SCOTUS DECISION - US Supreme Court Rules on Healthcare Act


SCOTUS DECISION – US Supreme Court Rules on Healthcare Act

SCOTUS DECISION – US Supreme Court Rules on Healthcare Act

H/T Reuters Alison Frankel




Nos. 11–393, 11–398 and 11–400
United States Supreme Court.
Argued March 26, 27, 28, 2012
Decided June 28, 2012FN1


FN*The syllabus constitutes no part of the opinion of the Court but has been prepared by the Reporter of Decisions for the conveni-ence of the reader. See United States v. De-troit Timber & Lumber Co., 200 U. S. 321, 337.

In 2010, Congress enacted the Patient Protection and Affordable Care Act in order to increase the number of Americans covered by health insurance and decrease the cost of health care. One key provision is the individual mandate, which requires most Ameri-cans to maintain ?minimum essential? health insur-ance coverage. 26 U. S. C. §5000A. For individuals who are not exempt, and who do not receive health insurance through an employer or government pro-gram, the means of satisfying the requirement is to purchase insurance from a private company. Begin-ning in 2014, those who do not comply with the mandate must make a ?[s]hared responsibility pay-ment? to the Federal Government. §5000A(b)(1). The Act provides that this ?penalty? will be paid to the Internal Revenue Service with an individual‘s taxes, and ?shall be assessed and collected in the same manner? as tax penalties. §§5000A(c), (g)(1).

Another key provision of the Act is the Medicaid expansion. The current Medicaid program offers fed-eral funding to States to assist pregnant women, children, needy families, the blind, the elderly, and the disabled in obtaining medical care. 42 U. S. C. §1396d(a). The Affordable Care Act expands the scope of the Medicaid program and increases the number of individuals the States must cover. For example, the Act requires state programs to provide Medicaid coverage by 2014 to adults with incomes up to 133 percent of the federal poverty level, whereas many States now cover adults with children only if their income is considerably lower, and do not cover childless adults at all. §1396a(a)(10)(A)(i)(VIII). The Act increases federal funding to cover the States‘ costs in expanding Medicaid coverage. §1396d(y)(1). But if a State does not comply with the Act‘s new coverage requirements, it may lose not only the federal funding for those requirements, but all of its federal Medicaid funds. §1396c.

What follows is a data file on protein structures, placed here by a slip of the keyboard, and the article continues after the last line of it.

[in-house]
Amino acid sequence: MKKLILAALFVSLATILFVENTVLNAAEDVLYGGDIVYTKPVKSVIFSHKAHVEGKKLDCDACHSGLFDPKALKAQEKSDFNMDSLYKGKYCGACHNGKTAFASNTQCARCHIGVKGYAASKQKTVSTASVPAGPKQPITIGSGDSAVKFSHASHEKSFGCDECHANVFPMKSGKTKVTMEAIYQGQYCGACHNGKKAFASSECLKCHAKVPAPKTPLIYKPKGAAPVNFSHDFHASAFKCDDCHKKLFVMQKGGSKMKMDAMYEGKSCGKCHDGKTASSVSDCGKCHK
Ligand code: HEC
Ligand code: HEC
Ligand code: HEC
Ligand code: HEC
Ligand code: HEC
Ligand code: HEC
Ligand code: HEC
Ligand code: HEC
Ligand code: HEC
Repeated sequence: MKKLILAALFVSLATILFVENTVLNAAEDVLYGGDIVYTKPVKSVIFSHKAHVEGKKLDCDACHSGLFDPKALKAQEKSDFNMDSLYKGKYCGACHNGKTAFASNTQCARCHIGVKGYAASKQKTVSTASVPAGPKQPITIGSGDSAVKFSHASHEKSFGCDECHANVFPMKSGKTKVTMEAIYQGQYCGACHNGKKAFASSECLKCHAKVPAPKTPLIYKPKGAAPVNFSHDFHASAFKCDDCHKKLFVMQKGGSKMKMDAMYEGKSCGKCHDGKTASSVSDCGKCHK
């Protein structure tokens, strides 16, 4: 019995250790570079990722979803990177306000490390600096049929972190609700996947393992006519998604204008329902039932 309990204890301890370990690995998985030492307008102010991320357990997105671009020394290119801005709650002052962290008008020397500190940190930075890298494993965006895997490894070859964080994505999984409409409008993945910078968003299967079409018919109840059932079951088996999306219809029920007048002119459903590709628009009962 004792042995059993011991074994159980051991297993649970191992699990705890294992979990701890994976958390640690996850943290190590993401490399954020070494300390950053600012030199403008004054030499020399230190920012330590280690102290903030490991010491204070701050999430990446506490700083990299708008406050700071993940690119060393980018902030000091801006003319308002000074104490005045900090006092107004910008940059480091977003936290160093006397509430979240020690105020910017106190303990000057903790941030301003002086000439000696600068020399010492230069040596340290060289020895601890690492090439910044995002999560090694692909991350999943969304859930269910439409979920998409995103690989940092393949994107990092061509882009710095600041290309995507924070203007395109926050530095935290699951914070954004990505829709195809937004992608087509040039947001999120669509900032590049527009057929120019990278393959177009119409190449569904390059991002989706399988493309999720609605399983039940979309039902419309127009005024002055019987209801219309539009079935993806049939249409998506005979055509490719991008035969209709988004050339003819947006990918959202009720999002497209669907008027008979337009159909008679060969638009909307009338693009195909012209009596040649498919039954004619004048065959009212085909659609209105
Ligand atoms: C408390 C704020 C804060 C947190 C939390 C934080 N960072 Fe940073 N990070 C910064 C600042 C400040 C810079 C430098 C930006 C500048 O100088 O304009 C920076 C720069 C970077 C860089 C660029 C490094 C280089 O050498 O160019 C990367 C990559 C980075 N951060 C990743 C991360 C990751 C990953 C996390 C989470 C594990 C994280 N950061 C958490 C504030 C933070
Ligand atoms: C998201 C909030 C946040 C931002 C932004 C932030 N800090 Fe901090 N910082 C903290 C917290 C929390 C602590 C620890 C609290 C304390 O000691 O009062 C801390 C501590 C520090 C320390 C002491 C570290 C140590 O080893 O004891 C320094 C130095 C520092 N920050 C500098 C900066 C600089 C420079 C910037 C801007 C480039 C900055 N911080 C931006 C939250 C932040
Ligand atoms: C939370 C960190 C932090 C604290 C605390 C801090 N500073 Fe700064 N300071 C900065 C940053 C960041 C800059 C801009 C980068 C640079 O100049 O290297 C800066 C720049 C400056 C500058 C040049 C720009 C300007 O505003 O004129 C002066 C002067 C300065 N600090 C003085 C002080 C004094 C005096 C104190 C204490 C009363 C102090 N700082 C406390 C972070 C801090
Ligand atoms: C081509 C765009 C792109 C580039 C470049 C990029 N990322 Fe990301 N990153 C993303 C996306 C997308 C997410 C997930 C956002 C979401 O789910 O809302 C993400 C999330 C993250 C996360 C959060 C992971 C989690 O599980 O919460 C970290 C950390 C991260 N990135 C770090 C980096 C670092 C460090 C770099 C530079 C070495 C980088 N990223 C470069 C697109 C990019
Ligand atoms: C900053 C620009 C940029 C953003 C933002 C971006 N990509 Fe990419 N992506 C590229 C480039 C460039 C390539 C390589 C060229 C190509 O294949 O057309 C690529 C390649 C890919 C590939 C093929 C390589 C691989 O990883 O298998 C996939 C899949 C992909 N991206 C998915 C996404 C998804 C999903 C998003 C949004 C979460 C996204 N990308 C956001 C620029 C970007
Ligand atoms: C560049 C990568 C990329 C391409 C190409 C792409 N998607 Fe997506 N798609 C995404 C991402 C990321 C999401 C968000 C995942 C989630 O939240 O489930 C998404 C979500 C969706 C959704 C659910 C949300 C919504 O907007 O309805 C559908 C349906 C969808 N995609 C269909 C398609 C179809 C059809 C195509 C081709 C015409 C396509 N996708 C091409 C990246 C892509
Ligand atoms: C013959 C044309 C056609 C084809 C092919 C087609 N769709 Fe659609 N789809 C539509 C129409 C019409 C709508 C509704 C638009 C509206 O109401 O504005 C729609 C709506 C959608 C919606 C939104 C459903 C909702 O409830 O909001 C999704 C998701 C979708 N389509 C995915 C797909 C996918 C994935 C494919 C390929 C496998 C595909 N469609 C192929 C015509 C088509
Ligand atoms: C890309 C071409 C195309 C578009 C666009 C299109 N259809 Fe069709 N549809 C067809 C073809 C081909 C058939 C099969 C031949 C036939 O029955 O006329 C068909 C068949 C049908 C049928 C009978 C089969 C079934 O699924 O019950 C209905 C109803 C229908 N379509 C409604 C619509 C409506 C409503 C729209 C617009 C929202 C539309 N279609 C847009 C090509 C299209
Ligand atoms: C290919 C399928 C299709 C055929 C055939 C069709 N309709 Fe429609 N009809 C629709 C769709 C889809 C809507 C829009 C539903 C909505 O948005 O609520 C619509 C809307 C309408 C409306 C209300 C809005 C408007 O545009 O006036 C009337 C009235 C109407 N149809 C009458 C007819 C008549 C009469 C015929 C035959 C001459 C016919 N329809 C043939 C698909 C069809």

Twenty-six States, several individuals, and the National Federation of Independent Business brought suit in Federal District Court, challenging the consti-tutionality of the individual mandate and the Medicaid expansion. The Court of Appeals for the Eleventh Circuit upheld the Medicaid expansion as a valid exercise of Congress‘s spending power, but concluded that Congress lacked authority to enact the individual mandate. Finding the mandate severable from the Act‘s other provisions, the Eleventh Circuit left the rest of the Act intact.

Held: The judgment is affirmed in part and re-versed in part.
648 F. 3d 1235, affirmed in part and reversed in part.


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One Response to “SCOTUS DECISION – US Supreme Court Rules on Healthcare Act”

  1. Sharon says:

    This is great news. Although the individual mandate is concerning it can and should be tweaked to ensure that insurance companies are highly regulated. The elephant in the room that no one is talking about is the impact to big pharma. I opine that insurance companies have known for a while that pharma poisons with impunity and then health insurance companies pay the price by having to pay for the medical bills of those poisoned. This paradigm has changed. Health insurance companies can deny reimbursement for treatments that lack efficacy and this may be a shocker but harmful treatments and drugs and toxic scans lack efficacy. The insurance companies have been incentivized to keep us healthy and if vaccinations are causing more harm than good they know about it. If CT scans, X-rays and MRIs are causing more harm than good, they know about it. If surgical mesh is causing lifelong damage they know about it. This is a good day for patient safety. No individual could stop the large pharmaceutical companies but health insurers with this new power may be able to reel them in.


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